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The Ikigai Canvas

Four circles to help you define your strengths as a Founder

How do you know what you want? How do you know what you’re good at?

Do you know what you want as a founder? Photo by Tim Gouw on Unsplash

Where do you start?

While some people want to start a business with a clearly defined idea in mind, others don’t. Maybe you are one of them. You know you want to start a business, or you are tempted to join one as a co-founder, but you are struggling to see what your starting point is. Will you be a good fit to the team? Do you have everything you need to make the journey?

Answering these questions before you start is vital to startup success. Not only for yourself, but also for the rest of the team. Self reflection and knowing what you want and what you bring to the table are very important parts of the equation. It will allow you to have the hard conversations up front. As I wrote in an earlier article, avoiding these hard conversations is what brings many startups and projects down.

There are a lot of tools that you might use to get an answer to these questions. I was introduced to the concept of Ikigai years ago by a friend, and have tried to turn it into a tool you can quickly use to map out for yourself what your unique contribution can be to a startup or project team.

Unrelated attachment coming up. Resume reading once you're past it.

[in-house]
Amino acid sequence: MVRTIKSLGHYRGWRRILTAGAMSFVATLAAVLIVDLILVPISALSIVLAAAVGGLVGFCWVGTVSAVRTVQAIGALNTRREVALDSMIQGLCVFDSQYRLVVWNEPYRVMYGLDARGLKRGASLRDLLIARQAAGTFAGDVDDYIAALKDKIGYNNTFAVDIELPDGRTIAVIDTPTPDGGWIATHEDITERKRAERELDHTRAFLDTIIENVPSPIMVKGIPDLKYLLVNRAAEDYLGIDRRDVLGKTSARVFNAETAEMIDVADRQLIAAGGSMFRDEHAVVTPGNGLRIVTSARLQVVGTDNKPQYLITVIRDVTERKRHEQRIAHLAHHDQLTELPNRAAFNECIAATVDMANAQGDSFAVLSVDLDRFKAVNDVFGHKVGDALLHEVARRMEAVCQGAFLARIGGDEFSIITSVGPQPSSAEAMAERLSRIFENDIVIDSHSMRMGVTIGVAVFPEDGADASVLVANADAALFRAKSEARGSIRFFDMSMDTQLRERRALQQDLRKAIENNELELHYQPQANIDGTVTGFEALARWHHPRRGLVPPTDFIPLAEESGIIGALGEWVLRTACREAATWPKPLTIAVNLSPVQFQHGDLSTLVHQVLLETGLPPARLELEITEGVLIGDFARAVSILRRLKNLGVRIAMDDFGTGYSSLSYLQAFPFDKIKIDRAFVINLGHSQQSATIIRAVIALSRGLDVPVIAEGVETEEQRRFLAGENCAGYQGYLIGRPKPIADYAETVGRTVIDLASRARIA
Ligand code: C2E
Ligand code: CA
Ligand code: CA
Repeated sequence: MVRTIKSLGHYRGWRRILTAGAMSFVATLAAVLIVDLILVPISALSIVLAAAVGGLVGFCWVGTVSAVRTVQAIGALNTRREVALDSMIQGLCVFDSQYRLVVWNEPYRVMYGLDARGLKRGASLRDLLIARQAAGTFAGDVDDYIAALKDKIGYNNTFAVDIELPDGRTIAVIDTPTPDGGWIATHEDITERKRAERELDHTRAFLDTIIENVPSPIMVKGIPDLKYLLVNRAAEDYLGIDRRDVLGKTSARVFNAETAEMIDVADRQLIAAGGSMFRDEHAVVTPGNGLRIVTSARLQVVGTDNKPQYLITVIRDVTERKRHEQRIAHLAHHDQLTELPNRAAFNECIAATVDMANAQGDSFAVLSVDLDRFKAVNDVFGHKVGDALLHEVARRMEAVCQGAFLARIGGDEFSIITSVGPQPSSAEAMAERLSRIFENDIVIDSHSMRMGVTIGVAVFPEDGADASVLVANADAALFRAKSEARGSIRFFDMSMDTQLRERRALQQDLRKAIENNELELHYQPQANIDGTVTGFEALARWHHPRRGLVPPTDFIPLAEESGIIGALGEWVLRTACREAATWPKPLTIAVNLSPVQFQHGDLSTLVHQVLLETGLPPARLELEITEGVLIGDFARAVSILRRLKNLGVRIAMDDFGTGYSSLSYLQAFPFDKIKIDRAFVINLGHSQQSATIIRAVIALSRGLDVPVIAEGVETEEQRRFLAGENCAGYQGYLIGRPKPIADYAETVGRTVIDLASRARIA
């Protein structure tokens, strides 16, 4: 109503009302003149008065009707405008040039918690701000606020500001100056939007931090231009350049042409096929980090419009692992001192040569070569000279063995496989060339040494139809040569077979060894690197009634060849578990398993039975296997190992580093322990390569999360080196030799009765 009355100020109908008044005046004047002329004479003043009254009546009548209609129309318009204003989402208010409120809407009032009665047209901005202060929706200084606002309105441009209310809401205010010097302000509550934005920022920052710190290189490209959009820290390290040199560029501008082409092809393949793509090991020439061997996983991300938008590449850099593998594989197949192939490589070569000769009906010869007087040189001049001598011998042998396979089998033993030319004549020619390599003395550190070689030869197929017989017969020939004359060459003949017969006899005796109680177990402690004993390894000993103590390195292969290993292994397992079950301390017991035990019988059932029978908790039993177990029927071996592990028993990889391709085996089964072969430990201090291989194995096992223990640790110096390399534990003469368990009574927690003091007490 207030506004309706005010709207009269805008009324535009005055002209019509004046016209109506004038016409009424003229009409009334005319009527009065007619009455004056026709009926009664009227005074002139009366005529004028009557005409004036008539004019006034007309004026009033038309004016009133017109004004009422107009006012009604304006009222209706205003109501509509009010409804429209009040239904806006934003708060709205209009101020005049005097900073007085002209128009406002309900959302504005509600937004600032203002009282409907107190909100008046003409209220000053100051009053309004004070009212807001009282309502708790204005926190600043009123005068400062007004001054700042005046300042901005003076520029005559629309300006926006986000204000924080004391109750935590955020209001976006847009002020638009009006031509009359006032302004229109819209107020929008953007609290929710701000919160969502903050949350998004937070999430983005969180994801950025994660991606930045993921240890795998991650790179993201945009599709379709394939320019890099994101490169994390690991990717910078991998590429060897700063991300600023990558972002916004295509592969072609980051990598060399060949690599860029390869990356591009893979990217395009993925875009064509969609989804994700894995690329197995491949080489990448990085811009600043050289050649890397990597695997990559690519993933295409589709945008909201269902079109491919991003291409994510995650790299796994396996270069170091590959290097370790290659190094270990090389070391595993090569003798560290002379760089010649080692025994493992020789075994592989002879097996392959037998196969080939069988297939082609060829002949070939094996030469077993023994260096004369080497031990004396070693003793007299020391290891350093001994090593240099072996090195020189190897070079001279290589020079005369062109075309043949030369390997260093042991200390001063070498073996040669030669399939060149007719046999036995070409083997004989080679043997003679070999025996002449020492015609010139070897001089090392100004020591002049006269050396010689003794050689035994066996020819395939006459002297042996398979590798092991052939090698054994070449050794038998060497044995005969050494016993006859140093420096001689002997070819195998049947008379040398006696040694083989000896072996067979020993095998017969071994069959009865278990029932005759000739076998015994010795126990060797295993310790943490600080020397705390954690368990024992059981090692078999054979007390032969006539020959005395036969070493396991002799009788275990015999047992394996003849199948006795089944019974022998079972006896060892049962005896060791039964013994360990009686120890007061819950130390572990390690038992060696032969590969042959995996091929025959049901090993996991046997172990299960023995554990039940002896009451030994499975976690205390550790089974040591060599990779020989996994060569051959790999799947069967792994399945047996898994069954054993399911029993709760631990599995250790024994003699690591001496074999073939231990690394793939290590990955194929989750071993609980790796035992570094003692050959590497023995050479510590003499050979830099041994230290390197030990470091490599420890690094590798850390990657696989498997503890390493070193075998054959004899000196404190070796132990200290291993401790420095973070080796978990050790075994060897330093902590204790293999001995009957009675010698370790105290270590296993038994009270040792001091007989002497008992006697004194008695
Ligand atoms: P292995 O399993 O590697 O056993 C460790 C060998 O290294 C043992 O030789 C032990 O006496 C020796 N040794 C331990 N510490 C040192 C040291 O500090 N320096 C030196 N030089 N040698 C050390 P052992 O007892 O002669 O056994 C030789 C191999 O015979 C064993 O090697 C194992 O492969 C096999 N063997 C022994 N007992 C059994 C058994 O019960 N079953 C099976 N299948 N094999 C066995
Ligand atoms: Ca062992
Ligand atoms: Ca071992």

Your journey of discovery

When you visualize the journey ahead of you, from these humble beginnings towards a successful business, it’s important to visualize it as a journey of discovery.

Think of it as being an explorer, going into uncharted territory. You’re going to setup an expedition, and venture smack into the white space on the map, going boldly where no-one gone before.

First off, you’ll need a good reason to even think about undertaking such a dangerous journey. You’ll need to sustain difficulties and hard times, and not doing something that is a good fit to who you are will make that very difficult, if not impossible.

You’ll also need people that have the skills and character traits to balance out what you don’t bring to the table yourself. The sooner you understand that, the better.

In both cases, Ikigai can be a lens to use introspectively. It may not give you the answers, but it will at least structure the questions, and make ti possible to discuss them and dive deeper.

The Ikigai Canvas

“Ikigai” is Japanese for “a reason for being”, which can be loosely translated as “purpose”.

The Ikigai Canvas on WRKSHP.tools (Download)

Canvas Building Blocks
The Ikigai Canvas has four overlapping circles that together create 9 sections:

  1. What you’re good at — What are you good at? What are skills and talents you have? What do you have experience doing?
  2. What the world needs — What are things the world (or people in it) need? What are the problems that need solving?
  3. What you love — What do you love to do or experience? What are the things that make you happy?
  4. What you can be paid for — What are the things you can make money with? Things you can do or create that you can get paid for?
  5. Your Passion -Things that you are good at and love to do are probably things you are passionate about.